The streak-backed Oriole, also known as Flame-headed Oriole or Scarlet-headed Oriole is pretty common along the Pacific Coast, we see them often in Punta Perula. They are a large oriole with mostly bright orange body and black streaks on its back. They eat mainly insects but individuals feed on fruit, seeds and nectar as well. I have seen them pecking at my hanging bunch of bananas once they are starting to ripen. But they mostly eat insects.

The orioles are seasonally monogamous, staying with one mate for the breeding season. The female constructs a nest of plant fibres in the shape of a long hanging basket from 28 – 30 inches long. You see them hanging from the tips of tree branches. They usually hold 3 to 4 eggs which are pale blue and spotted. They incubate for 12 – 14 days and the babies remain in the nest for about 2 weeks before leaving. Both parents feed the babies. Their reproductive age is after about one year, although they are not at their full colors yet.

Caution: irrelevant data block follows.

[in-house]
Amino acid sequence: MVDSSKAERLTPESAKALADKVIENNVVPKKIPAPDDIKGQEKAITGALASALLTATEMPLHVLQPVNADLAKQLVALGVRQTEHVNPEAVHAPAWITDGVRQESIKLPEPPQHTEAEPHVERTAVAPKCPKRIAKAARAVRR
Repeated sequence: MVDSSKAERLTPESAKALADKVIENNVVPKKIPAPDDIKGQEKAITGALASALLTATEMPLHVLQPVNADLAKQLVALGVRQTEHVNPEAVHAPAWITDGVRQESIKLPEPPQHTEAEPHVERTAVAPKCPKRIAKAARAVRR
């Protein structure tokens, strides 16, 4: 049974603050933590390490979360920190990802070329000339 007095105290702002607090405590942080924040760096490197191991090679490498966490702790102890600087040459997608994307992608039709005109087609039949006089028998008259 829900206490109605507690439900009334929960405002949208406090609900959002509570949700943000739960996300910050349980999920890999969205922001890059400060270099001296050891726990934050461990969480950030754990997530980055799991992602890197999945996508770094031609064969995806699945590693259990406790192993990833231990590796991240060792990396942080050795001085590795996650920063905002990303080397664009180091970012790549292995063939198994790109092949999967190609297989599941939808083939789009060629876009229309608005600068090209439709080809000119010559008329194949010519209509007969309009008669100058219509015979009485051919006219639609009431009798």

Streak-backed orioles as having a gentle “wheet” call, also describe a “jerky, discordant, jangling warble,” which usually ends in a raspy rattle.

They are a beautiful bird if you are a bird watcher and like to photograph birds!